Along with these factors, we’ve seen a general weakening across the economy as consumers are under greater pressure due to layoffs, higher debt payments (mortgage, auto, credit card, etc.), higher food prices, and increasing defaults and delinquencies. All of this may eventually lead to declining consumer demand directly impacting corporate earnings and creating a domino effect throughout markets and economies. As the chart below illustrates, recessionary periods coincide with a 19% average decline in earnings.
Considering these concerns, as we look forward, we think the right approach needs to be a team effort. Argentina’s victory in the World Cup was not the result of one player – even if they do have one of the best in the business, Lionel Messi. No, their victory required contributions from all 11 players on the field and several substitutes. Likewise, we think a winning portfolio needs contributions from a diversified mix of asset classes and strategies, each designed to play a different role in changing market conditions. Given our position in the current cycle, we remain convinced that any portfolio needs components capable of capturing upside and others capable of protecting the downside. Offense wins games, defense wins championships.
As we consider how to best piece together this diversified mix of assets and seek contributions from across the spectrum of available strategies, there are a few that look particularly interesting. Generally speaking, credit opportunities are beginning to look more attractive given the significant rise in rates and widening of spreads recently. While we still think it may be too early to add significantly across broad U.S. credit, there are some niche areas (e.g., both commercial and residential mortgage securities) that are becoming attractive in part due to forced selling that is creating an opportunity to buy mispriced assets. Some of this forced selling is due to fund outflows as retail and institutional investors liquidate positions and from ratings changes that would force investors with specific mandates to sell out of assets that no longer meet their portfolio rating requirements.
Another area where we and our managers are seeing opportunity is distressed debt, particularly in emerging markets economies. A variety of factors like rising interest rates, a strengthening U.S. dollar, the continuing war in Ukraine, and a multitude of China based concerns (slowing growth, a property crisis, etc.) have coalesced to impact emerging markets economies, which are typically a delicate balancing act even in their best days. This has led to the largest outflows from emerging market bond flows in the last 15+ years. Our managers are finding “niche” opportunities in areas such as Argentina, Ukraine, and the airline sector.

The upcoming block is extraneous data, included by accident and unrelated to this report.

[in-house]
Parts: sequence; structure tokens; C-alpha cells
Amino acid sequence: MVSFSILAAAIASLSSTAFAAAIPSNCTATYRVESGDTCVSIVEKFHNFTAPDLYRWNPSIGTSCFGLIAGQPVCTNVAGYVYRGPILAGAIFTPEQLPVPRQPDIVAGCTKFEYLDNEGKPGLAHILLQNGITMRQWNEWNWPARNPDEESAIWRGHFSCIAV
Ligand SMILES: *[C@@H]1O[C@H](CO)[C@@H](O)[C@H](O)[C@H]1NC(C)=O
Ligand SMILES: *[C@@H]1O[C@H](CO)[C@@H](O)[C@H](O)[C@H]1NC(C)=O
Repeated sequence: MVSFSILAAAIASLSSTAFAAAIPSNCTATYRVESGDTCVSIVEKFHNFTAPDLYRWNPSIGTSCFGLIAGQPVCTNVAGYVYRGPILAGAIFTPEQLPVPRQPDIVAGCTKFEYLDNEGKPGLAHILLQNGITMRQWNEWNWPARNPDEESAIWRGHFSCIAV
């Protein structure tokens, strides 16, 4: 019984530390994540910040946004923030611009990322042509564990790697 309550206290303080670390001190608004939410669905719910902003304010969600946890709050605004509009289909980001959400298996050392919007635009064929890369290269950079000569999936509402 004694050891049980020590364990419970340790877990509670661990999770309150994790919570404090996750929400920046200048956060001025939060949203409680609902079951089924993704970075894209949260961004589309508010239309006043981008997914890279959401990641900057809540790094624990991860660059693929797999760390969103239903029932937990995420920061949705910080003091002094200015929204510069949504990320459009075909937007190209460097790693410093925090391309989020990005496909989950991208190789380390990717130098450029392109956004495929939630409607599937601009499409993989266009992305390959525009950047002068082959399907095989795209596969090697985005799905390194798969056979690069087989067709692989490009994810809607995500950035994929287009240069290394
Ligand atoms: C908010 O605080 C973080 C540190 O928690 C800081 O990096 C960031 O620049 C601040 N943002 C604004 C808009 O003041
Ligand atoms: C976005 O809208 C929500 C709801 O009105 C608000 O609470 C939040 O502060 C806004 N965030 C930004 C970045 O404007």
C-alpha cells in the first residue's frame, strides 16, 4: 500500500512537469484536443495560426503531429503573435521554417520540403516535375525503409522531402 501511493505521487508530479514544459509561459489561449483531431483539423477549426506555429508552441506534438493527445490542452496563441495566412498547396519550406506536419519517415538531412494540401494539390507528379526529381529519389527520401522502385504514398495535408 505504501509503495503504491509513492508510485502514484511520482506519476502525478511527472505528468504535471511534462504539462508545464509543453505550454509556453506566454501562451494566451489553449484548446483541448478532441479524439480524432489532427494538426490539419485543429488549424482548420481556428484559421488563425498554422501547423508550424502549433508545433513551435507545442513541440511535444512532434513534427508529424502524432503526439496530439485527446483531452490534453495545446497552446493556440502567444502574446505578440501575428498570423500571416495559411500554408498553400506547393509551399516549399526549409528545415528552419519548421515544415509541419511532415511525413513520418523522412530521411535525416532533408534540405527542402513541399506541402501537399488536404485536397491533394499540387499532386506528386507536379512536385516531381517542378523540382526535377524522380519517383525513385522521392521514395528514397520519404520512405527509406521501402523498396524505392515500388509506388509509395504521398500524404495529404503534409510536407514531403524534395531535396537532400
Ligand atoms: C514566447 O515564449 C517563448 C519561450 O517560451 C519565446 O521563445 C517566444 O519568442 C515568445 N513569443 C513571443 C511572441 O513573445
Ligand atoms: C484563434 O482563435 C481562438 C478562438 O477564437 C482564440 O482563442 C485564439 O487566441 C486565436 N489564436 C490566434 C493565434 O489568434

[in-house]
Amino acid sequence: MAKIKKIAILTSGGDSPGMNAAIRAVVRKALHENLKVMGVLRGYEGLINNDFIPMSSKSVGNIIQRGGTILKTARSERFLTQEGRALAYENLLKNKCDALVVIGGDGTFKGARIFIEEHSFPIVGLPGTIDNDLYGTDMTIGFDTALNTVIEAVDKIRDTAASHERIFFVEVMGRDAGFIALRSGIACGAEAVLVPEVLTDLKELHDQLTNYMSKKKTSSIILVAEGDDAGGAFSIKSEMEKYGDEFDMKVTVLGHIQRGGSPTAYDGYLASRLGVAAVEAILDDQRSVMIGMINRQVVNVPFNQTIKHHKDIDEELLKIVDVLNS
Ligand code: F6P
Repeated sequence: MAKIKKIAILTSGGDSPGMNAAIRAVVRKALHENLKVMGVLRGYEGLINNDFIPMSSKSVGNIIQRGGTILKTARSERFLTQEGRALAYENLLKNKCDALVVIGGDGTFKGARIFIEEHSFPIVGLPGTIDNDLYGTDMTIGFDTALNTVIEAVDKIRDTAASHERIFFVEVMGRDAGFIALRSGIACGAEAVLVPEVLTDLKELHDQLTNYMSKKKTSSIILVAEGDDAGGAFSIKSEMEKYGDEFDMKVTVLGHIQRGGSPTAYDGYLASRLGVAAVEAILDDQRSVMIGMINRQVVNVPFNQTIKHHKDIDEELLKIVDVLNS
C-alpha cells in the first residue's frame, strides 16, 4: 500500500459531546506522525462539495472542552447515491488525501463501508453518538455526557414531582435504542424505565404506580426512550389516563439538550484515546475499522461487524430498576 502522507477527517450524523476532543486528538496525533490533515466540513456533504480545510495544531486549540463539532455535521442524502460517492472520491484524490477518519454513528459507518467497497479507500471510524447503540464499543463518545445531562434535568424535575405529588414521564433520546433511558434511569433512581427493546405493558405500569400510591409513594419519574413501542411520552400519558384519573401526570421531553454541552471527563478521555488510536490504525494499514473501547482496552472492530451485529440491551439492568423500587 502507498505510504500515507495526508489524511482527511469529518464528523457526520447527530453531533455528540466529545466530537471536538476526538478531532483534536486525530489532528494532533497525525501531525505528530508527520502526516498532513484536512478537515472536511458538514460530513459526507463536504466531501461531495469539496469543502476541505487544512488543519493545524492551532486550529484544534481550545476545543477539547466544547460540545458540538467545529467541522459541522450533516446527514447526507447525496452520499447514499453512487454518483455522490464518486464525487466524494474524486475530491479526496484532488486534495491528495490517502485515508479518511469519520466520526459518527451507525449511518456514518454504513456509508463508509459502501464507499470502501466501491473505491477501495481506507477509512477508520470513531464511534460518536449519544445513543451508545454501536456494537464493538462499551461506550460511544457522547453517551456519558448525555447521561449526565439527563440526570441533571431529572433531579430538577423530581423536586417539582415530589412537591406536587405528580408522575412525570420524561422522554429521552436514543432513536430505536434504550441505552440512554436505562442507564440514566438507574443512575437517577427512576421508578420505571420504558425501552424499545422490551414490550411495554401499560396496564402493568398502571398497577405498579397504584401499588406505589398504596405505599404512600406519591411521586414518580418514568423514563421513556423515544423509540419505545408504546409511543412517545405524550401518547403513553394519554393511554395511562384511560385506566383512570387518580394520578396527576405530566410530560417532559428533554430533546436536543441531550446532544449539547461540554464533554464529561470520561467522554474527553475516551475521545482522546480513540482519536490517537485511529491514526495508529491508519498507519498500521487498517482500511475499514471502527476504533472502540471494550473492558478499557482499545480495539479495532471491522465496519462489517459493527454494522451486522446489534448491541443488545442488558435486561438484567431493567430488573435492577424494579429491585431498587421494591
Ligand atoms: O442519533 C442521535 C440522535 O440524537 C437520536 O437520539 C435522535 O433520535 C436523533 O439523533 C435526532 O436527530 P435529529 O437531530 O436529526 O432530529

Closing Thoughts from Verger's CEO, Jim Dunn
In many ways, a great goalkeeper is one who’s steady; one who does their job consistently, week-in-week-out, with very few mistakes. I tell people, the biggest lesson I learned about being a CIO from being a goalkeeper was when you win, you had little to do with it, when you lose it’s all your fault.
Like success in asset management, success in goalkeeping is not defined by silky skills, showboating, or stealing the show. If anything, it’s more about keeping the limelight off you and focusing on winning the long game.
Also, like the team at Verger, keepers have to remain humble and fully accepting of the fact that glory may only come in the form of clean sheets, rare penalty saves, or those spectacular match-winning blocks. These are the moments that keepers strive for, patiently wait for, and build their careers around. Success at Verger is not measured in months or quarters but rather by our clients' long-term success.
Goalkeeping is also a role that requires so much from the team in front of you. There are 10 other players that dictate the pace and positioning. Even the substitute off the bench can have a big impact late in games. But, no one is sitting on the sidelines at Verger. Everyone is playing. Everyone is contributing. The same holds true for our clients’ portfolios. Every component, every strategy, every manager has its place and its role. Just like the 11 players on a soccer pitch.
As a parent who has played, coached, and has been around sports and soccer my entire life, I can identify with the challenge of coaching kids. Sports, to me, is a game. A game that gives you every chance and opportunity to prove that you’ve got what it takes to be great, on and off the field. It never takes away the chance, parents and coaches do. As a coach, you have the ability every game to put each player in the position to take advantage of the opportunity presented.
Investing is not a game, but like sports, it presents us with many of the same opportunities to prove our abilities. In soccer, every game won is an accomplishment, but the goal is not to win a single game, it’s to perform over the long term – a tournament, a season, a career. To look past those 90 minutes on the pitch and set your sights on long-term success. Similarly, a good quarter or year means very little in investing. As an investor, you must focus on the long-term – defend your liabilities, avoid permanent loss of capital, build a portfolio that can adapt and survive. Take advantage of opportunities, avoid dramatic mistakes, and support the missions and goals of your clients.
One of the great things about playing sports is accountability – there is no hiding when you miss a block, overthrow first base, or give up a late penalty – you must take responsibility for actions that don’t turn out well, just as you accept praise for the ones that succeed. The same is true in investing, we don’t get everything right. We learn, we evolve, we focus on the next play. 2023, we are ready.